As we grow, God deepens our understanding and adds more foundational principles like “the doctrine of baptisms, of laying on of hands, of resurrection of the dead, and of eternal judgment” (Heb. 6:1-3). Then we learn more about His expectations for those following Him, what grace truly means, how He wants us to view His commandments, and practical ways to follow Jesus with every step we take. But it all starts with the basics.
Listen To The Music
Even if you know the basic dance steps, they’re not worth much until you set them to music. Music is so much a part of the dance that our dance leader often has trouble recollecting the steps of a dance when she’s trying to walk through and teach them slowly without music. As soon as the music plays, though, it all comes back to her.
You can’t dance without listening to the music. A waltz calls for different steps than a tune in 4/4 time. In some songs, you need to wait for pauses in the music. For others, you have to be thinking two steps ahead because the music moves so fast. Often, listening to the lyrics tells you which part of the dance you’re supposed to be doing in multi-part dances.
In the same way, we have to “tune” our Christian walks to the song God plays through His scriptures. While the Bible doesn’t use the dancing analogy much, it does talk about Jesus coming “to guide our feet into the way of peace” (Luke 1:78) and of God directing the steps of good men (Psalm 37:23, 31; 119:133). We have to study His words so we know the right steps and we need to listen for the guiding of His spirit for how to apply what we learn.
Davidic dance isn’t a solo endeavor. We dance in circles of unity. Every dancer is responsible for knowing the steps to a given dance and how to follow the music. But there are some songs that just don’t stick in your mind as well and there are times (even when you’re no longer a beginner) that you just can’t remember what comes next.
If you can’t remember a step, you can follow one of the other dancers. You’re already watching them to keep in unity, and you know you can count on them for reminders. In turn, they should know they can count on you to know what you’re doing for when they can’t remember a step. We help keep each other on track.
Walking as Christians is made easier by fellowship with other believers. While God will certainly work with people who are isolated from other Christians, His intention is for the body of believers to come together and grow as we build each other up and learn to use our gifts (1 Cor. 12:1-31). We’re on this walk of faith together and we have the opportunity to help each other find the right steps to stay in unity with God.
We talk quite often about how we ought to live our lives as Christians — the things we should and should not do, which laws we must keep, the characteristics of Jesus Christ that should show up in our lives. We also talk about what motivates this way of living. If our hearts aren’t right, the outward stuff doesn’t matter. God cares about why we do what we do as much (or more) as He cares about our actions.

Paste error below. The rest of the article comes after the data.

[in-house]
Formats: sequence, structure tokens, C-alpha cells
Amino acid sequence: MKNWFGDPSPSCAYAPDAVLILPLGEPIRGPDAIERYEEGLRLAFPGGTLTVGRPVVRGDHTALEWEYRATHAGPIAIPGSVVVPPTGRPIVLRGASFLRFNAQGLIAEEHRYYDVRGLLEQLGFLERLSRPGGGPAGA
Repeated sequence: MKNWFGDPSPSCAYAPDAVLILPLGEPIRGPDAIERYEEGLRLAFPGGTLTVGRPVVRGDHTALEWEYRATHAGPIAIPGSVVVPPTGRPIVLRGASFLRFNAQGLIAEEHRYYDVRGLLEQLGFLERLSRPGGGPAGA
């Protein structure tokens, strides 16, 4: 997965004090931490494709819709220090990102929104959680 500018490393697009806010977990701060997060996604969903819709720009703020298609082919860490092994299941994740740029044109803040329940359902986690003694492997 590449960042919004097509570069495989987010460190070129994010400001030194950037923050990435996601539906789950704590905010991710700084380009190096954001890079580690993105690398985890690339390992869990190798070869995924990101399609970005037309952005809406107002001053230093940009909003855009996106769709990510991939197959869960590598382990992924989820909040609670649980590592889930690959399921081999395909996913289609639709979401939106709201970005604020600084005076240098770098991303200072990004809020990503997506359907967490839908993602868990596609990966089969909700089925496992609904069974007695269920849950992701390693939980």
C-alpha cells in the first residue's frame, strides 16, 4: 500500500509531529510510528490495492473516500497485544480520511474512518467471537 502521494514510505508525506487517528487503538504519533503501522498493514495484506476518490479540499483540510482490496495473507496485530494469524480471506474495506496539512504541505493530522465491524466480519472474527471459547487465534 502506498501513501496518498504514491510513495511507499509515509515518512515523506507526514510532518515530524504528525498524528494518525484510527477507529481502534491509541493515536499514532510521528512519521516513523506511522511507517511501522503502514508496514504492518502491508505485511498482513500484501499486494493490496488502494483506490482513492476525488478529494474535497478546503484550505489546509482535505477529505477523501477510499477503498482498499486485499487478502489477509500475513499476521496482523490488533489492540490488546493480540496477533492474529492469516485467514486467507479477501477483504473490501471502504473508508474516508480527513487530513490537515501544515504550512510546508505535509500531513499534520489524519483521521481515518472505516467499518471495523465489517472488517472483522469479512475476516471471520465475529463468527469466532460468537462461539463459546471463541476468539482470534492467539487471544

The “why” is connected with how we view God. Are we obeying His rules because we see Him as an intimidating authority figure, or because we respect Him as Creator? Do we follow Jesus because of what we hope to get out of being Christian, or because we love Him and trust that He wants what’s best for us?
Those questions are concerned with how God relates to us. Beyond that is the question of how we view God as Himself. God is the self-existent One who inhabits eternity. We often think of Him in terms of how He relates to humanity, but there’s far more to Him than that. How should we view God simply because He is God?
In Hebrew, the word translated glory and honor in the verses we’ll cover literally means “to be heavy.” It’s not an abstract or subjective concept. There’s substance behind the honor and glory discussed in the Bible. Kabod (H3519) and the related word kabad (H3513) are used figuratively of an honorable social position backed-up with a “weightiness of character.” This makes the recipient of glory worthy of that honor (TWOT entry 943). Read more →
It’s been a year since I first started really digging into 1 Corinthians 11 and began wearing a head covering when I attend church services. I’d been wondering about 1 Cor. 11 for years, but hadn’t really looked into it all that deeply. None of the explanations about why we don’t cover today satisfied me, but I didn’t feel I had a good enough argument in favor of covering to go against my church tradition. I’d discussed it with a few women in my congregation, but they seemed confused by the passage and had decided that your hair is your covering and the “we have no such custom” phrase meant veiling/covering in church wasn’t necessary today.
Then a year ago I stumbled upon The Head Covering Movement through a blogger. Here was a group who took this passage seriously. They were ready to talk about what “because of the angels” might mean. They engaged directly with a variety of arguments against covering in a respectful way solidly rooted in scripture and history. They even had a good explanation for the phrase “we have no such custom.”
How I started covering